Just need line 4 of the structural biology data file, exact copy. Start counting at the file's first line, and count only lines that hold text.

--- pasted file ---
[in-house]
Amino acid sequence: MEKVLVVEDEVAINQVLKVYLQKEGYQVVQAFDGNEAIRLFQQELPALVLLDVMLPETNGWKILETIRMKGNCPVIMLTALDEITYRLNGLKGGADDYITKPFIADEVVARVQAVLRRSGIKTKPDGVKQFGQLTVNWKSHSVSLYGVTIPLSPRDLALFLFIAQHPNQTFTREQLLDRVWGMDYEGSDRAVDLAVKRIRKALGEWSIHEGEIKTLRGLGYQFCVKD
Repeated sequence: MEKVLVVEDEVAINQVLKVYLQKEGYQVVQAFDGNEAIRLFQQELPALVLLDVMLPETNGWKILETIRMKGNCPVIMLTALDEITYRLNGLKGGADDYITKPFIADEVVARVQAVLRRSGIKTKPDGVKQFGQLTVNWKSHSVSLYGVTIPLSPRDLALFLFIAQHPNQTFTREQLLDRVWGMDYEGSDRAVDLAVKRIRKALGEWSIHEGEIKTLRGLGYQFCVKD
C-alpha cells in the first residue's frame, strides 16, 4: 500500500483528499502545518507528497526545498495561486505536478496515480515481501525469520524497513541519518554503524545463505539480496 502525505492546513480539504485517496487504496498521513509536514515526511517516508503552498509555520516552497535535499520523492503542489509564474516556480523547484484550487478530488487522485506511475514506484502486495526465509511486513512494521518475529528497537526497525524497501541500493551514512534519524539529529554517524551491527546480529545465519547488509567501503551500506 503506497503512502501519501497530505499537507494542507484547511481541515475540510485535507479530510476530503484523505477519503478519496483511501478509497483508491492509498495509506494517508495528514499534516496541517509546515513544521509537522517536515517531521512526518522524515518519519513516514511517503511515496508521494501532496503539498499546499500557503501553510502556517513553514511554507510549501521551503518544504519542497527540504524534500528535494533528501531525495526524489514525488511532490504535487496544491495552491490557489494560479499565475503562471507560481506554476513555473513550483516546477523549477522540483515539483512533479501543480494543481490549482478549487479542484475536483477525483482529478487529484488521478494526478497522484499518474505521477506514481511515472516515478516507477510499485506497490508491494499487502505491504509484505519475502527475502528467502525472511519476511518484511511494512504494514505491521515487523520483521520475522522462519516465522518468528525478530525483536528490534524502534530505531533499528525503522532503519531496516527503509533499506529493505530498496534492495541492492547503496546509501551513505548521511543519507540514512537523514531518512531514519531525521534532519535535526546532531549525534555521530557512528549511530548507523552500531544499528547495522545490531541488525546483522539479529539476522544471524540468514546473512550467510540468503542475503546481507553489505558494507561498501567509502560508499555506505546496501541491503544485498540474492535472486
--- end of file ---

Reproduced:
C-alpha cells in the first residue's frame, strides 16, 4: 500500500483528499502545518507528497526545498495561486505536478496515480515481501525469520524497513541519518554503524545463505539480496 502525505492546513480539504485517496487504496498521513509536514515526511517516508503552498509555520516552497535535499520523492503542489509564474516556480523547484484550487478530488487522485506511475514506484502486495526465509511486513512494521518475529528497537526497525524497501541500493551514512534519524539529529554517524551491527546480529545465519547488509567501503551500506 503506497503512502501519501497530505499537507494542507484547511481541515475540510485535507479530510476530503484523505477519503478519496483511501478509497483508491492509498495509506494517508495528514499534516496541517509546515513544521509537522517536515517531521512526518522524515518519519513516514511517503511515496508521494501532496503539498499546499500557503501553510502556517513553514511554507510549501521551503518544504519542497527540504524534500528535494533528501531525495526524489514525488511532490504535487496544491495552491490557489494560479499565475503562471507560481506554476513555473513550483516546477523549477522540483515539483512533479501543480494543481490549482478549487479542484475536483477525483482529478487529484488521478494526478497522484499518474505521477506514481511515472516515478516507477510499485506497490508491494499487502505491504509484505519475502527475502528467502525472511519476511518484511511494512504494514505491521515487523520483521520475522522462519516465522518468528525478530525483536528490534524502534530505531533499528525503522532503519531496516527503509533499506529493505530498496534492495541492492547503496546509501551513505548521511543519507540514512537523514531518512531514519531525521534532519535535526546532531549525534555521530557512528549511530548507523552500531544499528547495522545490531541488525546483522539479529539476522544471524540468514546473512550467510540468503542475503546481507553489505558494507561498501567509502560508499555506505546496501541491503544485498540474492535472486